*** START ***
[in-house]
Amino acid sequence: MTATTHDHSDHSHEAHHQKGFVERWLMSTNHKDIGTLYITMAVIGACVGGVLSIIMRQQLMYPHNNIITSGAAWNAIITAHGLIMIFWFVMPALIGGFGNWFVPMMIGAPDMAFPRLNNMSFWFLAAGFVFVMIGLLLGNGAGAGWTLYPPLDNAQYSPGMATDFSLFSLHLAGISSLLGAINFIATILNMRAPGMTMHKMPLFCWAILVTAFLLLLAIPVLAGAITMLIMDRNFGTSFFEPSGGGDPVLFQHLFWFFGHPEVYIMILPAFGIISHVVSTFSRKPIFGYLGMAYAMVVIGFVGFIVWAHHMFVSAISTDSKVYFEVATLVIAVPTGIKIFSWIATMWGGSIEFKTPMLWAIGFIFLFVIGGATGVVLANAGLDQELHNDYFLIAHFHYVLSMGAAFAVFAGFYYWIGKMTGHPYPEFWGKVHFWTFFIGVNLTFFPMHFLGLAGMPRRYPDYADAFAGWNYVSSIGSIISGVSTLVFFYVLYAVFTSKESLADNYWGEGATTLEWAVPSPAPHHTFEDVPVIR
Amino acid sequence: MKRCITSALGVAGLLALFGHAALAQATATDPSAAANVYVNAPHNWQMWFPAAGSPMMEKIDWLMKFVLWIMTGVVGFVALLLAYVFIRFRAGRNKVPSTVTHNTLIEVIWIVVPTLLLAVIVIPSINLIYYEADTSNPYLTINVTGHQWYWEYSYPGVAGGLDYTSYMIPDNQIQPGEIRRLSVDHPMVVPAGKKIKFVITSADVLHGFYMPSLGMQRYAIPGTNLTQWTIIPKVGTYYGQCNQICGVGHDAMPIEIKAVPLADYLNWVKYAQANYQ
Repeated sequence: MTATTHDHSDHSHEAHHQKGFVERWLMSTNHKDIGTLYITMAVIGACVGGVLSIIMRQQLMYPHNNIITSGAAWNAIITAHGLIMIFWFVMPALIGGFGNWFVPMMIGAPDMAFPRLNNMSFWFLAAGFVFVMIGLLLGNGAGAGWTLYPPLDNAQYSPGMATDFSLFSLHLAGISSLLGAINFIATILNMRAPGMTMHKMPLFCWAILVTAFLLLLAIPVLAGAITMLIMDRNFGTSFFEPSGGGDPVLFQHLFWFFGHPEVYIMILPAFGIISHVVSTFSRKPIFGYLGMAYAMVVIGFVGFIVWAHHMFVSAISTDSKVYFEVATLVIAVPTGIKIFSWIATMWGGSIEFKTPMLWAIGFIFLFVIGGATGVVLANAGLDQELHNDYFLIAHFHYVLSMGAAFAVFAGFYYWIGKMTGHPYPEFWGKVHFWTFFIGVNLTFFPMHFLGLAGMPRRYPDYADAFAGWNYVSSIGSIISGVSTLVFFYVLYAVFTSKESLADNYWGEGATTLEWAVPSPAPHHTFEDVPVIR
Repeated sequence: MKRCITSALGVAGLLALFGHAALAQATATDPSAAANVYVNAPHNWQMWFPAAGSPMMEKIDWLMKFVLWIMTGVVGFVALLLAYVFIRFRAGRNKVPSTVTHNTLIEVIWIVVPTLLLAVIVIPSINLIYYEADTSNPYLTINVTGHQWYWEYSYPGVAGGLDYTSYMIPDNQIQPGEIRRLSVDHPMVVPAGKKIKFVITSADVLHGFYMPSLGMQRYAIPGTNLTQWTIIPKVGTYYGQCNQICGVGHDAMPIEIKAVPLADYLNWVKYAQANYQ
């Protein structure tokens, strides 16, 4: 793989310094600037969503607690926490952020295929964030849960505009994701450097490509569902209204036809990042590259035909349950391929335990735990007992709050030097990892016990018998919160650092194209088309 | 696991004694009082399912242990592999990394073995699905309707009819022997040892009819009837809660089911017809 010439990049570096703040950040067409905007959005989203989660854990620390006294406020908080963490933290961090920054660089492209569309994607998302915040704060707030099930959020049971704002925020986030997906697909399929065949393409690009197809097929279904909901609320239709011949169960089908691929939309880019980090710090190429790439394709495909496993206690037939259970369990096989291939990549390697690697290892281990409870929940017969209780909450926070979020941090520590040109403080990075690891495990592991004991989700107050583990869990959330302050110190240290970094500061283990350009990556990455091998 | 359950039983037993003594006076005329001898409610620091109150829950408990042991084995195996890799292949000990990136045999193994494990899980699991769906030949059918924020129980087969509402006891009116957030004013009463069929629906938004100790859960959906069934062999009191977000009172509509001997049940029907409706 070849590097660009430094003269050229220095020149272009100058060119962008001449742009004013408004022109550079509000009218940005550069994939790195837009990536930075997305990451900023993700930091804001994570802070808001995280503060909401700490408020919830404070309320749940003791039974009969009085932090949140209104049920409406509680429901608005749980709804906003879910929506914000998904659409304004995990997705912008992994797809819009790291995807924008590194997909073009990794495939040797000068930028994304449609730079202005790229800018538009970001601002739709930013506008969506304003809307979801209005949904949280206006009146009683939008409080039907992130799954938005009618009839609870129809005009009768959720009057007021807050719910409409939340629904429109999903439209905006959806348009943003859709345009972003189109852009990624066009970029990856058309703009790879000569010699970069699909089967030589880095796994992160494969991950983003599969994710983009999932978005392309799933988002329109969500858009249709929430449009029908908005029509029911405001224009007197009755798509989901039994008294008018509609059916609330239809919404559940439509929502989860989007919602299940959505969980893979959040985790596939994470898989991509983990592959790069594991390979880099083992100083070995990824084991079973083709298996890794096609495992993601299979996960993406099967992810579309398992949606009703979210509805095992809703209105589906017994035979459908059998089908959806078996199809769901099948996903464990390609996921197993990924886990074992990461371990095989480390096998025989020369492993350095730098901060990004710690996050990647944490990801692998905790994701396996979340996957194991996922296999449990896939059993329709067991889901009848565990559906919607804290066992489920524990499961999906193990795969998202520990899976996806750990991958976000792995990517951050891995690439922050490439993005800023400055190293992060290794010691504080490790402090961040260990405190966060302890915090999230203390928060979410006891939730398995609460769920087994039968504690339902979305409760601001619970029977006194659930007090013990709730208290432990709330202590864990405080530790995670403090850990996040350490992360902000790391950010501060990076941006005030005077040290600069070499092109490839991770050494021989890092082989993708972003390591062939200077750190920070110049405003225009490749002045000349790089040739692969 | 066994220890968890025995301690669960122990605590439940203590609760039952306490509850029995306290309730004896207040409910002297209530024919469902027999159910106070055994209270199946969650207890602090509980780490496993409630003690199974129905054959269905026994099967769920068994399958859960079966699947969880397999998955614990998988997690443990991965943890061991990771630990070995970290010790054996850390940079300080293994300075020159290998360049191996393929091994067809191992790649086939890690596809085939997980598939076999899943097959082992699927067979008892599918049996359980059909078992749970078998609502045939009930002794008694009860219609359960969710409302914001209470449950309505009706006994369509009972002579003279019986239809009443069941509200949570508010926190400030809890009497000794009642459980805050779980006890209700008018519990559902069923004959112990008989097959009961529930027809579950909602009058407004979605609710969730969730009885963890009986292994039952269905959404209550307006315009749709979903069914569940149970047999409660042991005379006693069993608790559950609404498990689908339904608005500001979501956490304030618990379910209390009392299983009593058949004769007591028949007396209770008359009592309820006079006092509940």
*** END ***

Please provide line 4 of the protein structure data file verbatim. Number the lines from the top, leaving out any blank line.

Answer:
Repeated sequence: MTATTHDHSDHSHEAHHQKGFVERWLMSTNHKDIGTLYITMAVIGACVGGVLSIIMRQQLMYPHNNIITSGAAWNAIITAHGLIMIFWFVMPALIGGFGNWFVPMMIGAPDMAFPRLNNMSFWFLAAGFVFVMIGLLLGNGAGAGWTLYPPLDNAQYSPGMATDFSLFSLHLAGISSLLGAINFIATILNMRAPGMTMHKMPLFCWAILVTAFLLLLAIPVLAGAITMLIMDRNFGTSFFEPSGGGDPVLFQHLFWFFGHPEVYIMILPAFGIISHVVSTFSRKPIFGYLGMAYAMVVIGFVGFIVWAHHMFVSAISTDSKVYFEVATLVIAVPTGIKIFSWIATMWGGSIEFKTPMLWAIGFIFLFVIGGATGVVLANAGLDQELHNDYFLIAHFHYVLSMGAAFAVFAGFYYWIGKMTGHPYPEFWGKVHFWTFFIGVNLTFFPMHFLGLAGMPRRYPDYADAFAGWNYVSSIGSIISGVSTLVFFYVLYAVFTSKESLADNYWGEGATTLEWAVPSPAPHHTFEDVPVIR